COLUMBIA — At 5 a.m., most Boone County residents are still snug in their beds. But Karen Miller is already busy lacing up her New Balance walking shoes, then walking two miles in roughly 30 minutes. Sometimes she walks with a friend; sometimes she walks alone.
After her morning walk, Miller keeps on moving. These days, that means juggling work on her campaign for re-election as Boone County’s Southern District commissioner with the demands of the job she has held for 16 years.
The county commission is made up of the District I (Southern) Commissioner, District II (Northern) Commissioner and a presiding commissioner elected at-large. The commission is responsible for all matters of county business — administrative and legislative, public works and criminal justice. The commission handles an annual budget of about $52.6 million for all county operations. Commissioners oversee planning and zoning issues, building codes and the Public Works, Human Resources, Purchasing and other county departments. Commissioners represent the county on committees, boards and other governmental entities. The Southern District commissioner’s salary is $82,014.
Meet the candidate
300 W. Broadway
PERSONAL: 55. Lives with partner, David Brown.
PARTY AFFILIATION: Democrat
CAMPAIGN WEB SITE: None
OCCUPATION: Southern District Commissioner since 1993, previously owned restaurant.
EDUCATION: Bachelor of Science in business administration, Stephens College, 2006.
BACKGROUND: President of the National Association of Counties, 2003–04; member of the State and Local Officials Senior Advisory Committee to the U.S. Department of Homeland Security; member of the Missouri Association of Counties, liaison to the Boone County Information Technology and Planning and Building departments; trustee of the Boone County Regional Sewer District; member of the Women’s Network Steering Committee, the Government Affairs Committee of the Columbia Chamber of Commerce, the Muleskinners and the Southern Boone County Chamber of Commerce.
Campaign finance report
Total money raised: $13,397
Total money spent: $9,642
Total cash on hand: $3,742
Miller is one of two Democratic candidates for the commissioner’s seat. She is opposed by Sid Sullivan. Because there are no candidates from other parties, the Aug. 5 primary will decide the race.
Being the incumbent limits time Miller could spend meeting with voters. Most days, she leaves for work after a few hours of campaigning. Her schedule includes myriad meetings, including work sessions and voting sessions at the Roger B. Wilson Boone County Government Center, or a gathering with members of the Farm Bureau at Boone Electric Cooperative. Some of those meetings are scheduled well into the evening, which means Miller’s figurative clock-in and clock-out times change daily.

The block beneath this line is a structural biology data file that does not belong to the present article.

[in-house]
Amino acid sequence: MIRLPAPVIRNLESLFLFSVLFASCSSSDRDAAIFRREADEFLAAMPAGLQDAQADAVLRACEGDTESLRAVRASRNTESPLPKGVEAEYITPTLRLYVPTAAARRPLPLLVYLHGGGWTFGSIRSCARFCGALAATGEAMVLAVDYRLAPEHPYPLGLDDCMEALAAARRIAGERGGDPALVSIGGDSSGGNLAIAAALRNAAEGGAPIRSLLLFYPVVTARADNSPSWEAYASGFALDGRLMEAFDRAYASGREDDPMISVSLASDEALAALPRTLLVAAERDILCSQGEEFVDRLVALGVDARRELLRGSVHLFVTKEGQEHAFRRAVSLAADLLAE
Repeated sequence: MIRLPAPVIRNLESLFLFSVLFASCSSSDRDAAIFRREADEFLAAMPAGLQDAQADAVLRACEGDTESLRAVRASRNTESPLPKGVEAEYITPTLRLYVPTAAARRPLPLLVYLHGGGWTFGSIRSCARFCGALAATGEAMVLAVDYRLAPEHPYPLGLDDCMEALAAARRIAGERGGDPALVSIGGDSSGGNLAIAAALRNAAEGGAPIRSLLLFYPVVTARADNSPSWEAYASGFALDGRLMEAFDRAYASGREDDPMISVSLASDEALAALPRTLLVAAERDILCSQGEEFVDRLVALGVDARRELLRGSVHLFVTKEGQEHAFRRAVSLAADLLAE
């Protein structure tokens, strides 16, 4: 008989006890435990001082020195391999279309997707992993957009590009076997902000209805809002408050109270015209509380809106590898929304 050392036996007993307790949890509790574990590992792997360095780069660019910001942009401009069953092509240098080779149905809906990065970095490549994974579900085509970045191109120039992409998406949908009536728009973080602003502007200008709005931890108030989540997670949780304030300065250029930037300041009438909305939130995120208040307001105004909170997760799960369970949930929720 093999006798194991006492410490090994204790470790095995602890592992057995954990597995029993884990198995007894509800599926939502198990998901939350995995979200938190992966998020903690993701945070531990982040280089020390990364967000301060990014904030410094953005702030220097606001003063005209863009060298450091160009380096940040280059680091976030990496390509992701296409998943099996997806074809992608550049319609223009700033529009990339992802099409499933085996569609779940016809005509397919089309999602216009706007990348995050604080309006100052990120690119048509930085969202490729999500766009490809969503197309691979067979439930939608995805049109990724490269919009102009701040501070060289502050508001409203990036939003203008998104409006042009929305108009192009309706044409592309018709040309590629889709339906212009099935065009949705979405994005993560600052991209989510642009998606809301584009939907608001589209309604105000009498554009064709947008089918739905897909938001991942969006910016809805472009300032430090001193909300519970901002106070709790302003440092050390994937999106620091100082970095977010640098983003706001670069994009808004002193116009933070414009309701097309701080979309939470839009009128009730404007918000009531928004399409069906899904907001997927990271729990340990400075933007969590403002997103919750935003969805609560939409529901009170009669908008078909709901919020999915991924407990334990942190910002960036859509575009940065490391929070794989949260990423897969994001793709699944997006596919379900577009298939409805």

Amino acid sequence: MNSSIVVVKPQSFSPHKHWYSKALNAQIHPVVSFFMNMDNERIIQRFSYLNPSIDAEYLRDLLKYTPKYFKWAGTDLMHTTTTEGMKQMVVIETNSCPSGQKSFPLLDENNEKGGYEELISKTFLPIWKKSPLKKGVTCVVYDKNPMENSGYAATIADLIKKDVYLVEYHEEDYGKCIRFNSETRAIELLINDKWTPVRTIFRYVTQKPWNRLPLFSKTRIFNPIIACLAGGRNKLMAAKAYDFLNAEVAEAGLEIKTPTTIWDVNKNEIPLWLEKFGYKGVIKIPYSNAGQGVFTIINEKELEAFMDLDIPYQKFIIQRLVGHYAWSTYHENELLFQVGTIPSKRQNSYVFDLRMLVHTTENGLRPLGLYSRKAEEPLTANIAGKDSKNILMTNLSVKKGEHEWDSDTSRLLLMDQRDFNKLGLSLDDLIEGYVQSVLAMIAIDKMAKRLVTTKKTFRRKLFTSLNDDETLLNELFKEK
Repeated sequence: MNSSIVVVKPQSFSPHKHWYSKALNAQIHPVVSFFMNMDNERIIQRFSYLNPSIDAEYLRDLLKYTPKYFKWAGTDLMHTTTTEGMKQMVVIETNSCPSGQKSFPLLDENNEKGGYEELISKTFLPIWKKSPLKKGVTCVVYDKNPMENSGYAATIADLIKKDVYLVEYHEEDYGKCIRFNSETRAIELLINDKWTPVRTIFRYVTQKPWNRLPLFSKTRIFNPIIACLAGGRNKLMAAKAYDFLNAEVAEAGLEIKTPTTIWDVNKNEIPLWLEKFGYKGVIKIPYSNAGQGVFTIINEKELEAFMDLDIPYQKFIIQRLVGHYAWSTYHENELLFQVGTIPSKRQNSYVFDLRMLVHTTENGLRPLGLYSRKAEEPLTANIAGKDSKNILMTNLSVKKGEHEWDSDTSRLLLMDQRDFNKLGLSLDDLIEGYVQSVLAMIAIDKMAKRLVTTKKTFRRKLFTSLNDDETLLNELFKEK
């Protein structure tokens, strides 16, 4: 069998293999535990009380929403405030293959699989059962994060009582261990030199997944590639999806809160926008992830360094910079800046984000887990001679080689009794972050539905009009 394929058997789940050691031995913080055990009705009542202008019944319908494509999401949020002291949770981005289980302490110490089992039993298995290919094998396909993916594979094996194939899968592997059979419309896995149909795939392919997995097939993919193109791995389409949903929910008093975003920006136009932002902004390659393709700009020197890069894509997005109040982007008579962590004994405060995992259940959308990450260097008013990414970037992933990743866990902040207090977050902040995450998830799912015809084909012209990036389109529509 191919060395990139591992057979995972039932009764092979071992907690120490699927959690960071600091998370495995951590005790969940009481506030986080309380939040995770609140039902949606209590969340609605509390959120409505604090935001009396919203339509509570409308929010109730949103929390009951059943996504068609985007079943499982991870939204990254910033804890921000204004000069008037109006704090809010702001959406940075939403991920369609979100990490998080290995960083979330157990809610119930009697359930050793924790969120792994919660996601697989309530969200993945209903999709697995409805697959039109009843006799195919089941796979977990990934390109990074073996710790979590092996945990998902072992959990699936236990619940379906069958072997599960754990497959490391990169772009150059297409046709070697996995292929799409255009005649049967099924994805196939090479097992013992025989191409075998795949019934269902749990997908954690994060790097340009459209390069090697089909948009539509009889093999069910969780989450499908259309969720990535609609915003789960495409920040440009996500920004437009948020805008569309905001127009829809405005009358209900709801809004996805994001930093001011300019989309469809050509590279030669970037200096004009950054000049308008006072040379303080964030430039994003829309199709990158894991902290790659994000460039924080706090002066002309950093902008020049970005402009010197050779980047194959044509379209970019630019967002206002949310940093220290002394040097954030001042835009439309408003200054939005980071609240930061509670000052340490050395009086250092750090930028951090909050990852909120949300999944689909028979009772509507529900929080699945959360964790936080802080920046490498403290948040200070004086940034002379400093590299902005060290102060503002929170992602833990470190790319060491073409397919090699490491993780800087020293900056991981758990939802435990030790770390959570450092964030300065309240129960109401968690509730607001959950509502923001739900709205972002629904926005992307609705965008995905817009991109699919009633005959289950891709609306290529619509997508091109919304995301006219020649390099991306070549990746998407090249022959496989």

Miller is one of two associate commissioners on the three-member county commission, which is the top tier of county government. Commissioners are charged with approving a county budget every year, a budget that was just more than $50 million in fiscal 2008. They oversee spending on buildings, roads, the county-owned fairgrounds, the county jail, the court system and the offices of the county’s other elected officials.
Commissioners also act as liaisons to other county departments and public organizations. One of Miller’s primary responsibilities is tracking county building projects. These days, the details of the Boone County Courthouse expansion absorb much of her time.
Miller said she’s also made a concerted effort to establish better working relationships with other governmental entities, including the city of Columbia and Columbia Public Schools. The commission meets regularly with City Manager Bill Watkins and schools Superintendent Phyllis Chase. She also tries to have lunch with City Council members from time to time.
“Building relationships helps make a difference,” she said.
On the campaign trail, Miller works quickly. She walks quickly during door-to-door canvassing, even when temperatures reach the mid-90s and the sun is blaring down. She rings the doorbell and hands a pamphlet and a campaign magnet to each resident.
“I’m Karen Miller, and I’d appreciate your vote Aug. 5,” she says. The magnet offers a list of items to gather and safety steps to take in the case of an emergency.
“I just want people to be prepared if there’s an emergency and not feel like they have to depend on their government,” she said.
The interaction is brief. If Miller knows the resident, she pauses to chat about the weather. When it’s this hot, she doesn’t expect people to leave their air conditioning to come outside and talk. As soon as the door closes, she moves to the next house in the straightest possible line, crossing yards and ducking under trees in an effort to make the most of her time. In between blocks, she stops at her car to grab a drink of water or a cool handkerchief. Capris, sunglasses and a straw hat help.
On Monday night, Miller made an early appearance at the Boone County Fair. She brought two maps along, one showing the boundaries of Boone County’s Southern District, the other displaying the boundaries of the Ninth Congressional District.
“I put the maps up because a lot of people don’t know what district they’re in,” she said.